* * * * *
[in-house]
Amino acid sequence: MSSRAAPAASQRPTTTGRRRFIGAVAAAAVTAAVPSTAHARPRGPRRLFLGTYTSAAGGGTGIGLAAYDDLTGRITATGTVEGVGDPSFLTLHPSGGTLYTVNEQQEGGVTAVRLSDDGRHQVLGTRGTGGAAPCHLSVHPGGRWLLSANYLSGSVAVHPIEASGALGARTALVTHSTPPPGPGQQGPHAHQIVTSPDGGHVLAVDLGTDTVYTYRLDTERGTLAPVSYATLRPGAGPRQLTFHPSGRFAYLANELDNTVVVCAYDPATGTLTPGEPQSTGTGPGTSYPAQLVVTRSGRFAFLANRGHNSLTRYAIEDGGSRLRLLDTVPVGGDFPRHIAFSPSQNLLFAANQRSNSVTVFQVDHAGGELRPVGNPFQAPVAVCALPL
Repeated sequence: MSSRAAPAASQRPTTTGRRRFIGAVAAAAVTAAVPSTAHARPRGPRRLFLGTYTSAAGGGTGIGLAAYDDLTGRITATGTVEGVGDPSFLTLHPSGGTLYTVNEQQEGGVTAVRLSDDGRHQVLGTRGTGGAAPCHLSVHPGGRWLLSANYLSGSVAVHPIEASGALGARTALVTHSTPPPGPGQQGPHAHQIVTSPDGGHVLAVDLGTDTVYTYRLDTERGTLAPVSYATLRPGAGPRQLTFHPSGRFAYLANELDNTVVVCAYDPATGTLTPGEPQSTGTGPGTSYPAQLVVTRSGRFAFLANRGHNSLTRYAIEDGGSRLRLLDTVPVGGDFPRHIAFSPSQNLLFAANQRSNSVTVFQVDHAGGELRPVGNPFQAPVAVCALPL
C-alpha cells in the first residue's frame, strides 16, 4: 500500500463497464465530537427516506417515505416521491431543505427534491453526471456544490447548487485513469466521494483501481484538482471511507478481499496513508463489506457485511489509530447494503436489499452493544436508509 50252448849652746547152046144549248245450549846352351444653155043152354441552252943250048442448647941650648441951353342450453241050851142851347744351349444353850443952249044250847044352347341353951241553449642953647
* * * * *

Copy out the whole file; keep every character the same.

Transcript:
[in-house]
Amino acid sequence: MSSRAAPAASQRPTTTGRRRFIGAVAAAAVTAAVPSTAHARPRGPRRLFLGTYTSAAGGGTGIGLAAYDDLTGRITATGTVEGVGDPSFLTLHPSGGTLYTVNEQQEGGVTAVRLSDDGRHQVLGTRGTGGAAPCHLSVHPGGRWLLSANYLSGSVAVHPIEASGALGARTALVTHSTPPPGPGQQGPHAHQIVTSPDGGHVLAVDLGTDTVYTYRLDTERGTLAPVSYATLRPGAGPRQLTFHPSGRFAYLANELDNTVVVCAYDPATGTLTPGEPQSTGTGPGTSYPAQLVVTRSGRFAFLANRGHNSLTRYAIEDGGSRLRLLDTVPVGGDFPRHIAFSPSQNLLFAANQRSNSVTVFQVDHAGGELRPVGNPFQAPVAVCALPL
Repeated sequence: MSSRAAPAASQRPTTTGRRRFIGAVAAAAVTAAVPSTAHARPRGPRRLFLGTYTSAAGGGTGIGLAAYDDLTGRITATGTVEGVGDPSFLTLHPSGGTLYTVNEQQEGGVTAVRLSDDGRHQVLGTRGTGGAAPCHLSVHPGGRWLLSANYLSGSVAVHPIEASGALGARTALVTHSTPPPGPGQQGPHAHQIVTSPDGGHVLAVDLGTDTVYTYRLDTERGTLAPVSYATLRPGAGPRQLTFHPSGRFAYLANELDNTVVVCAYDPATGTLTPGEPQSTGTGPGTSYPAQLVVTRSGRFAFLANRGHNSLTRYAIEDGGSRLRLLDTVPVGGDFPRHIAFSPSQNLLFAANQRSNSVTVFQVDHAGGELRPVGNPFQAPVAVCALPL
C-alpha cells in the first residue's frame, strides 16, 4: 500500500463497464465530537427516506417515505416521491431543505427534491453526471456544490447548487485513469466521494483501481484538482471511507478481499496513508463489506457485511489509530447494503436489499452493544436508509 50252448849652746547152046144549248245450549846352351444653155043152354441552252943250048442448647941650648441951353342450453241050851142851347744351349444353850443952249044250847044352347341353951241553449642953647